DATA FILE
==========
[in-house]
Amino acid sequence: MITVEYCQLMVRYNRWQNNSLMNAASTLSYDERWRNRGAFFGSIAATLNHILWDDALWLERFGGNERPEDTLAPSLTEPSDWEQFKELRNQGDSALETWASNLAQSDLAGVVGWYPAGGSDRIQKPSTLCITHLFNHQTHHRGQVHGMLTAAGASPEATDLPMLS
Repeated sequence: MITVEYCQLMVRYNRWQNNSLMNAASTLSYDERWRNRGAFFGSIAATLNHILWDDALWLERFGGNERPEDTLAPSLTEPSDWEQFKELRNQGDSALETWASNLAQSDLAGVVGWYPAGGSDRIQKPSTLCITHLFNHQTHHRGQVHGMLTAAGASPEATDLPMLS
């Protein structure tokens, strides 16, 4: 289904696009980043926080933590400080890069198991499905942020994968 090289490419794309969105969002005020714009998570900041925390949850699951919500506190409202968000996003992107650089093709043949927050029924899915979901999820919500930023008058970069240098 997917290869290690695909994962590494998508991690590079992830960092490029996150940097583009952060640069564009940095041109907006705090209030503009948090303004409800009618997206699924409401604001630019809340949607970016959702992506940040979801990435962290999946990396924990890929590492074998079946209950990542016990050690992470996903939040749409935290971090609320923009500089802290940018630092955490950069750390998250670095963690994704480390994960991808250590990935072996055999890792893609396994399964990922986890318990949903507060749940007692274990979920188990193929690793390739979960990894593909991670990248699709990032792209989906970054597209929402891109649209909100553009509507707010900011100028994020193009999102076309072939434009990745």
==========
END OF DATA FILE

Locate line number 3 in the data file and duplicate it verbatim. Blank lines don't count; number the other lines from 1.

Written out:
Repeated sequence: MITVEYCQLMVRYNRWQNNSLMNAASTLSYDERWRNRGAFFGSIAATLNHILWDDALWLERFGGNERPEDTLAPSLTEPSDWEQFKELRNQGDSALETWASNLAQSDLAGVVGWYPAGGSDRIQKPSTLCITHLFNHQTHHRGQVHGMLTAAGASPEATDLPMLS